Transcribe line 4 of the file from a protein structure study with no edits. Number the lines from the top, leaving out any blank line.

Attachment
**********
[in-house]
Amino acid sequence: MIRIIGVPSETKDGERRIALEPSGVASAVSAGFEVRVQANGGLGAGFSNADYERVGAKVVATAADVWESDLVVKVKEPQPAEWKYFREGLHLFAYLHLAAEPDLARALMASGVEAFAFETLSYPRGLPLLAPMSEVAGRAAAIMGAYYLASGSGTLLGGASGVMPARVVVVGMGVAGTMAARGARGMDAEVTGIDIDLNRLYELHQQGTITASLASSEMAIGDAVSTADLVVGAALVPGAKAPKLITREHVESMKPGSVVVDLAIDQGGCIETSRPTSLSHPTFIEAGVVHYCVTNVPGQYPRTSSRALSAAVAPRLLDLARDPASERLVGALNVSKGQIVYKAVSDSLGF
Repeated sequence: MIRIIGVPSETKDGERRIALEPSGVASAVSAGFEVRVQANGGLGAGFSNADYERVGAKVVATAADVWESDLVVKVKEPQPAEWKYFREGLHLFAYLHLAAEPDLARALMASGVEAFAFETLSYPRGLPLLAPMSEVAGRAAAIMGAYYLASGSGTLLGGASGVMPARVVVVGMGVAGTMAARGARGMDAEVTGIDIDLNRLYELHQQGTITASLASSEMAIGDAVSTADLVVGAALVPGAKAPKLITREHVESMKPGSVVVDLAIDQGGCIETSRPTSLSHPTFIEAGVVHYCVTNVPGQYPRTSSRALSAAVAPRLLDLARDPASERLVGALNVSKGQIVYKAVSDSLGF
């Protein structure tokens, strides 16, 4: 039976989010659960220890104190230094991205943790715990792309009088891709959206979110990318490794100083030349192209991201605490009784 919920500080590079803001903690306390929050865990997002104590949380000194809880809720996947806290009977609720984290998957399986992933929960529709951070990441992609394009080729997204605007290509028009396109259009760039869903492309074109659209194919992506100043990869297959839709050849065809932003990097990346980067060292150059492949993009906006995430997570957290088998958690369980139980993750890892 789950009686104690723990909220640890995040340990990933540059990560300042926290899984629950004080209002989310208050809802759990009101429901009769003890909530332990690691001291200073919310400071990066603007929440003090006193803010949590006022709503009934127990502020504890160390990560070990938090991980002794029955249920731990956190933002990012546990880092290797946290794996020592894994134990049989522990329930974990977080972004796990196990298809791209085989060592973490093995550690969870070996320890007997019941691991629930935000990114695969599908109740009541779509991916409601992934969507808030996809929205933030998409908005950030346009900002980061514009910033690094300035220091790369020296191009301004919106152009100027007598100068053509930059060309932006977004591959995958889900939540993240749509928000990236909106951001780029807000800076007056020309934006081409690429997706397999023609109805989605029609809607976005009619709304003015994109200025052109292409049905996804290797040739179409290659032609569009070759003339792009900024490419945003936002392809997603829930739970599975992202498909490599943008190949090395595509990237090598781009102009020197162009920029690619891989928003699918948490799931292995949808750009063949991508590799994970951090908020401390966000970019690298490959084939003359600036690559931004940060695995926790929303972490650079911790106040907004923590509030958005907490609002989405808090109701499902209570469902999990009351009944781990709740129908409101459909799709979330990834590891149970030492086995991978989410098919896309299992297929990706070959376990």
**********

């Protein structure tokens, strides 16, 4: 039976989010659960220890104190230094991205943790715990792309009088891709959206979110990318490794100083030349192209991201605490009784 919920500080590079803001903690306390929050865990997002104590949380000194809880809720996947806290009977609720984290998957399986992933929960529709951070990441992609394009080729997204605007290509028009396109259009760039869903492309074109659209194919992506100043990869297959839709050849065809932003990097990346980067060292150059492949993009906006995430997570957290088998958690369980139980993750890892 789950009686104690723990909220640890995040340990990933540059990560300042926290899984629950004080209002989310208050809802759990009101429901009769003890909530332990690691001291200073919310400071990066603007929440003090006193803010949590006022709503009934127990502020504890160390990560070990938090991980002794029955249920731990956190933002990012546990880092290797946290794996020592894994134990049989522990329930974990977080972004796990196990298809791209085989060592973490093995550690969870070996320890007997019941691991629930935000990114695969599908109740009541779509991916409601992934969507808030996809929205933030998409908005950030346009900002980061514009910033690094300035220091790369020296191009301004919106152009100027007598100068053509930059060309932006977004591959995958889900939540993240749509928000990236909106951001780029807000800076007056020309934006081409690429997706397999023609109805989605029609809607976005009619709304003015994109200025052109292409049905996804290797040739179409290659032609569009070759003339792009900024490419945003936002392809997603829930739970599975992202498909490599943008190949090395595509990237090598781009102009020197162009920029690619891989928003699918948490799931292995949808750009063949991508590799994970951090908020401390966000970019690298490959084939003359600036690559931004940060695995926790929303972490650079911790106040907004923590509030958005907490609002989405808090109701499902209570469902999990009351009944781990709740129908409101459909799709979330990834590891149970030492086995991978989410098919896309299992297929990706070959376990």